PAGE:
Caffeine May Eliminate 'No Pain, No Gain'

Articles
April 03, 2009

Caffeine May Eliminate 'No Pain, No Gain'

Lots of cyclists routinely hit the coffee shop prior to long-distance rides to help them metabolize fat, gain energy, and work out smarter. A new study reports that the pause for a jolt of caffeine is actually a smart move because caffeine softens thigh pain enabling cyclists to pedal harder longer. Coffee may also benefit the weekend workout warriors to push themselves a little further without the deterrent of pain. Former competitive cyclist and kinesiology professor Robert W. Motl believes that the intuitive reach for a cup of coffee prior to a workout is a good thing, and it reduces pain in both those who are habitual coffee drinkers and those who are not. His current published study is based on an experiment that examined the effect of moderate doses of caffeine on quadriceps muscle pain during high-intensity cycling in both low and high-caffeine consuming males. Participating were 25 fit, college-aged males divided into those who consumed low amounts of caffeine (0 to 100mg) to those who drank upwards of three to four cups of coffee (400mg) per day. The research team requested that the participants not consume caffeine during the day prior to the test, then gave them caffeine via a pill one hour before each 30-minute session of exercise on an ergonometer (a stationary bike). The men were monitored to determine their aerobic power, oxygen consumption, heart and work rates, and the intensity of the quadriceps muscle pain they experienced while cycling. Those who consumed caffeine, not matter which amount, had a reduction in pain during exercise after caffeine consumption and those given the placebo did not.

Lots of cyclists routinely hit the coffee shop prior to long-distance rides to help them metabolize fat, gain energy, and work out smarter. A new study reports that the pause for a jolt of caffeine is actually a smart move because caffeine softens thigh pain enabling cyclists to pedal harder longer. Coffee may also benefit the weekend workout warriors to push themselves a little further without the deterrent of pain.

Former competitive cyclist and kinesiology professor Robert W. Motl believes that the intuitive reach for a cup of coffee prior to a workout  is a good thing, and it reduces pain in both those who are habitual coffee drinkers and those who are not. His current published study is based on an experiment that examined the effect of moderate doses of caffeine on quadriceps muscle pain during high-intensity cycling in both low and high-caffeine consuming males.

Participating were 25 fit, college-aged males divided into those who consumed low amounts of caffeine (0 to 100mg)  to those who drank upwards of three to four cups of coffee (400mg) per day. The research team requested that the participants not consume caffeine during the day prior to the test, then gave them caffeine via a pill one hour before each 30-minute session of exercise on an ergonometer (a stationary bike). The men were monitored to determine their aerobic power, oxygen consumption, heart and work rates, and the intensity of the quadriceps muscle pain they experienced while cycling. Those who consumed caffeine, not matter which amount, had a reduction in pain during exercise after caffeine consumption and those given the placebo did not.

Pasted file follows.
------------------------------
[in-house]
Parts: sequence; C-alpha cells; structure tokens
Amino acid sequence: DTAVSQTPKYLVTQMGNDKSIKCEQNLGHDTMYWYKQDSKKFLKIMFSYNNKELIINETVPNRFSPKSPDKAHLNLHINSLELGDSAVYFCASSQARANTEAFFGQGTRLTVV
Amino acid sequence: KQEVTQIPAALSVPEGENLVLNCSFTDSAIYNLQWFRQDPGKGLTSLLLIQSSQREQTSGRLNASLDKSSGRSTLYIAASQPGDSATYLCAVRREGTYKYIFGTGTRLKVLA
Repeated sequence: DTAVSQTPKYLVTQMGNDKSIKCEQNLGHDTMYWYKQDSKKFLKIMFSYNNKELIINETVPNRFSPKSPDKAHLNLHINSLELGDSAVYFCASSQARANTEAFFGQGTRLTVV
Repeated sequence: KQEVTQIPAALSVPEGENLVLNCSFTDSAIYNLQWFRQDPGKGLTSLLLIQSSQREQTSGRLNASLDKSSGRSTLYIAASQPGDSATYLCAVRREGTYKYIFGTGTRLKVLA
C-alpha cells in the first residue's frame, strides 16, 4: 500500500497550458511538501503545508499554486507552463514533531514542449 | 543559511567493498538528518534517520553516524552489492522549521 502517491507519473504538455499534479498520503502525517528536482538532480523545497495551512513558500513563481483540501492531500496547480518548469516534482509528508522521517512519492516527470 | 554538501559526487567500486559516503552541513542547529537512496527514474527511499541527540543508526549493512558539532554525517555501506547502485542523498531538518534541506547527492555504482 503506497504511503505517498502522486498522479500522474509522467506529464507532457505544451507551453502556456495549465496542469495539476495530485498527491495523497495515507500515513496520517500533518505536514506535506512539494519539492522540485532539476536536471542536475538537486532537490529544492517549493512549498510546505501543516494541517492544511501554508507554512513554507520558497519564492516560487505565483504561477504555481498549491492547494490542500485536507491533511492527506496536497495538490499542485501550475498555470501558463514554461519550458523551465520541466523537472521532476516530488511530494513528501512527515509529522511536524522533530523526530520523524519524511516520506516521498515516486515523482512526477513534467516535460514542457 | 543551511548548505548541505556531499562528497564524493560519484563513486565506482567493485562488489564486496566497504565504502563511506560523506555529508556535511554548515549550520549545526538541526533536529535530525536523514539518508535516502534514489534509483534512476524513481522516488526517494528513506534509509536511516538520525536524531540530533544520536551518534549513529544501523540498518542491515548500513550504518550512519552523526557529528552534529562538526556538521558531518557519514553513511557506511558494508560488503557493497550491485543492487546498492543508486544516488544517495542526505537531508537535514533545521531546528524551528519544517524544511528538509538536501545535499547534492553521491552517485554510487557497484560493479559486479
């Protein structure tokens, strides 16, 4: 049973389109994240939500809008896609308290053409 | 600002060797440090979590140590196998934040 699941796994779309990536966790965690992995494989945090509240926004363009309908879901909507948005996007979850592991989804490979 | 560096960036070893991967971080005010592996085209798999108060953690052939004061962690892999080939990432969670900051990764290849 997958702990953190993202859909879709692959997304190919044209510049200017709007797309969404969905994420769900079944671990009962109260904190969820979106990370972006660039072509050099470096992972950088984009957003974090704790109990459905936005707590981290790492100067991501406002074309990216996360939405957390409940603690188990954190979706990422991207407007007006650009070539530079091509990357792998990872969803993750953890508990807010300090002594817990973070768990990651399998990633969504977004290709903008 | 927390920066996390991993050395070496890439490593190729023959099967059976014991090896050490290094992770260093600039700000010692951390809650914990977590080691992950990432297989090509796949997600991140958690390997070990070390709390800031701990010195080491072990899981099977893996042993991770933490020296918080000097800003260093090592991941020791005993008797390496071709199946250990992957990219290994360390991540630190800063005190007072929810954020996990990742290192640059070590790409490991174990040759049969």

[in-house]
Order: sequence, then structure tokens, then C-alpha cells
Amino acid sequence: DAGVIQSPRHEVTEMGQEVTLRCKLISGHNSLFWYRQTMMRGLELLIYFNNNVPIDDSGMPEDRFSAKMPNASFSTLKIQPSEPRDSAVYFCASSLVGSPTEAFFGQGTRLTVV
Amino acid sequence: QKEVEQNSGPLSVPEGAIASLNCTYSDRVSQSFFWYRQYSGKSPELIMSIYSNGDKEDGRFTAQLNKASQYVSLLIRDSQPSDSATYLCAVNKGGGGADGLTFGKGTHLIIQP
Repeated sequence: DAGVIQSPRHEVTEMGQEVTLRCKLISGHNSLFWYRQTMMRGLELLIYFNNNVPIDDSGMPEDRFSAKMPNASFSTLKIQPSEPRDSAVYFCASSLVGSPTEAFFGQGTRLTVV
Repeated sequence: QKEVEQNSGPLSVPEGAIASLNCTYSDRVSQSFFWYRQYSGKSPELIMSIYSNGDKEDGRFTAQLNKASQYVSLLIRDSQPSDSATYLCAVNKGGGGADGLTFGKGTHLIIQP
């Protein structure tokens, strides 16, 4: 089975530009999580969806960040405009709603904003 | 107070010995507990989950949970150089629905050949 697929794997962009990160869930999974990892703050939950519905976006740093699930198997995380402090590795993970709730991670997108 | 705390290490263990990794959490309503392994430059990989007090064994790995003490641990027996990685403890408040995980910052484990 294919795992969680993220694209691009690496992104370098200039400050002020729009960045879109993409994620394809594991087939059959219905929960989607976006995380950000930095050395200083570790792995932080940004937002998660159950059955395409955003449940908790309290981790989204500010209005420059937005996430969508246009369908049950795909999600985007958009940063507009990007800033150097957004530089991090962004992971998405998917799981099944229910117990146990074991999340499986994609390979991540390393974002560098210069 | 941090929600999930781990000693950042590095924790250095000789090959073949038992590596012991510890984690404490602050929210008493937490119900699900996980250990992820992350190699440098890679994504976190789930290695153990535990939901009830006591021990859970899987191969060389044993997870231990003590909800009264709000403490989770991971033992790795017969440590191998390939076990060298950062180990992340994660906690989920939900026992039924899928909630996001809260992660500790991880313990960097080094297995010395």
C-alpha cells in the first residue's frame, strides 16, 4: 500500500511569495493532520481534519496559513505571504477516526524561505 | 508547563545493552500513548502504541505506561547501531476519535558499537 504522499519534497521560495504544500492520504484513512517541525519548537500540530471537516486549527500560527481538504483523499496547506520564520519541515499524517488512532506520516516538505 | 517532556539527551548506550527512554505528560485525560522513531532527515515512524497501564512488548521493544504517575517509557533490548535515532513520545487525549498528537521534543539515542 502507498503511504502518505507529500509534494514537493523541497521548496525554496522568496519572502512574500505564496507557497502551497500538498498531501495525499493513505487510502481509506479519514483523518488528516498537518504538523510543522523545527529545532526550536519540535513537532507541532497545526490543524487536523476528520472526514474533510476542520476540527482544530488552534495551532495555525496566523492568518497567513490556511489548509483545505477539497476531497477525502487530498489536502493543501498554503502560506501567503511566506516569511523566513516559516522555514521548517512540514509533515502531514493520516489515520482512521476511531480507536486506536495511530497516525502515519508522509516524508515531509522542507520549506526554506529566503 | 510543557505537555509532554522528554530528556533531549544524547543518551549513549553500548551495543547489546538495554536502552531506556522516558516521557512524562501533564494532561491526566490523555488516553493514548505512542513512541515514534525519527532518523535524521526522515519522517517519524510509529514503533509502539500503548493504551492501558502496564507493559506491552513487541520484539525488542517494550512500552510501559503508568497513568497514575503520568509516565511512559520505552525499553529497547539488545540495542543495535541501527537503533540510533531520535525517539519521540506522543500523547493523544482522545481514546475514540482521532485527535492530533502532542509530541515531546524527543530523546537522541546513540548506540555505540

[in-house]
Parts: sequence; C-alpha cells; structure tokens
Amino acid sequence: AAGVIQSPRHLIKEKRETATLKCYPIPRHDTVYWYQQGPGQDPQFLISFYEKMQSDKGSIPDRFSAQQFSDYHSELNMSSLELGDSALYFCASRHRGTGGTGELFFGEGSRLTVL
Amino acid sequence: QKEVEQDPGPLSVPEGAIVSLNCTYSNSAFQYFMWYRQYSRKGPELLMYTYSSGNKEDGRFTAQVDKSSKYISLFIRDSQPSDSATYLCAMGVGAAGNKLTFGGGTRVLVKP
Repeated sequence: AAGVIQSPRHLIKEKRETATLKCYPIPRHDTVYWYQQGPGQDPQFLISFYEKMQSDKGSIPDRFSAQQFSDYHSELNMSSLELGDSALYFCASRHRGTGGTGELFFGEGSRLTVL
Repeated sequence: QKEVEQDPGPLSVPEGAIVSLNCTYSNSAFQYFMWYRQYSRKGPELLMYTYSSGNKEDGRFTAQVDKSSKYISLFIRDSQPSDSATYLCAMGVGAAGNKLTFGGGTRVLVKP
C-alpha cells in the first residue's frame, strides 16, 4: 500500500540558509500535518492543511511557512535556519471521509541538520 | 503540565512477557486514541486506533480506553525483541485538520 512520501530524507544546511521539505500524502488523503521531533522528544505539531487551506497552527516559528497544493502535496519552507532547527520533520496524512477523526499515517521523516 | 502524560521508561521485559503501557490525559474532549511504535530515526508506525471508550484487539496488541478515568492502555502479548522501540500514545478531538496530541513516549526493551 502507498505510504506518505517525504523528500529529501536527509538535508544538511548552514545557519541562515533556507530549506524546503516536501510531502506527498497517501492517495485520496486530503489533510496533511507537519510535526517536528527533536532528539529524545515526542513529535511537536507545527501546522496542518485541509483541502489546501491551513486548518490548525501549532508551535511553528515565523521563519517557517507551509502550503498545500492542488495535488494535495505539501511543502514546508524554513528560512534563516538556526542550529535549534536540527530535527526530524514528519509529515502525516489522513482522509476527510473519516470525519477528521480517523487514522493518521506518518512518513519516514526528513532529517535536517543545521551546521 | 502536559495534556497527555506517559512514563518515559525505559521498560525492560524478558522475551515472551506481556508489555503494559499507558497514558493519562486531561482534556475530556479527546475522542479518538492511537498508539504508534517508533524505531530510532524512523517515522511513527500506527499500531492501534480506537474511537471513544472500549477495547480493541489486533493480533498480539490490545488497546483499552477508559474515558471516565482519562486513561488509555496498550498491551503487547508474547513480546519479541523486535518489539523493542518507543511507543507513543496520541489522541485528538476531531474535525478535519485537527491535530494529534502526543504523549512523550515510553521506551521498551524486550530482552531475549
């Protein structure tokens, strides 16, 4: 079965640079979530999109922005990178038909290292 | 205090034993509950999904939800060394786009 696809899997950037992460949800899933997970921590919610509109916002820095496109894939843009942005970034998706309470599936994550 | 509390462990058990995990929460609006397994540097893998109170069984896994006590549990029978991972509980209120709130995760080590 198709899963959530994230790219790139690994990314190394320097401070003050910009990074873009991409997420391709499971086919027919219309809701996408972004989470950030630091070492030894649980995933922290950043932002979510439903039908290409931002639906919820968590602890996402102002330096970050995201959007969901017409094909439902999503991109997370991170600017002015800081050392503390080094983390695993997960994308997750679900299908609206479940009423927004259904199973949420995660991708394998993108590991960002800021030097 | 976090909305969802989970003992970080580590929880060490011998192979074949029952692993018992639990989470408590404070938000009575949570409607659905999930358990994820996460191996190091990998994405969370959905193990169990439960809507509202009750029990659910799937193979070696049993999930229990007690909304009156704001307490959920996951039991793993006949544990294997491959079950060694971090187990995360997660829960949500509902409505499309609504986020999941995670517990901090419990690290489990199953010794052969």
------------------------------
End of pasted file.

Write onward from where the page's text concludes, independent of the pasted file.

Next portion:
Motl  said caffeine  blocks adenosine, the biochemical that impacts energy transfer (exercise) in the adenosine neuromodulatory system, the brain and spinal cord, that are heavily involved in pain processing.

We've shown that caffeine reduces pain reliably and consistently during cycling, across different intensities, across different people, and different characteristics, he noted, but the question lingers whether that reduction in pain can also translate into an improvement in sports performance. In the meantime, he added, people who have a little caffeine prior to workouts may reduce the amount of pain …[enough to]…help them stick with that exercise over a longer period of time and not abandon workouts because of pain.

Motl also believes that studying caffeine's impact on rats in the laboratory may offer more concrete answers to understanding the biological mechanism for caffeine in reducing pain, and how and why it works.

SOURCE: "Effect of Caffeine on Quadriceps Muscle Pain During Acute Cycling Exercise in Low Versus High Caffeine Consumers” was published in the International Journal of Sport Nutrition and Exercise Metabolism, Apil 2009,volume 19, issue 2,  co-authored by Sigurbjorn A. Arngrimsson, Center or Sport and Health Sciences, Iceland University of Education; Steven P. Broglio, a researcher, and Robert W. Motl, a community health and kinesiology professor, with the  Department of Kinesiology and Community Health, University of Illinois at Urbana-Champaign. Other contributors were Rachael C. Gliottoni and John R. Meyers.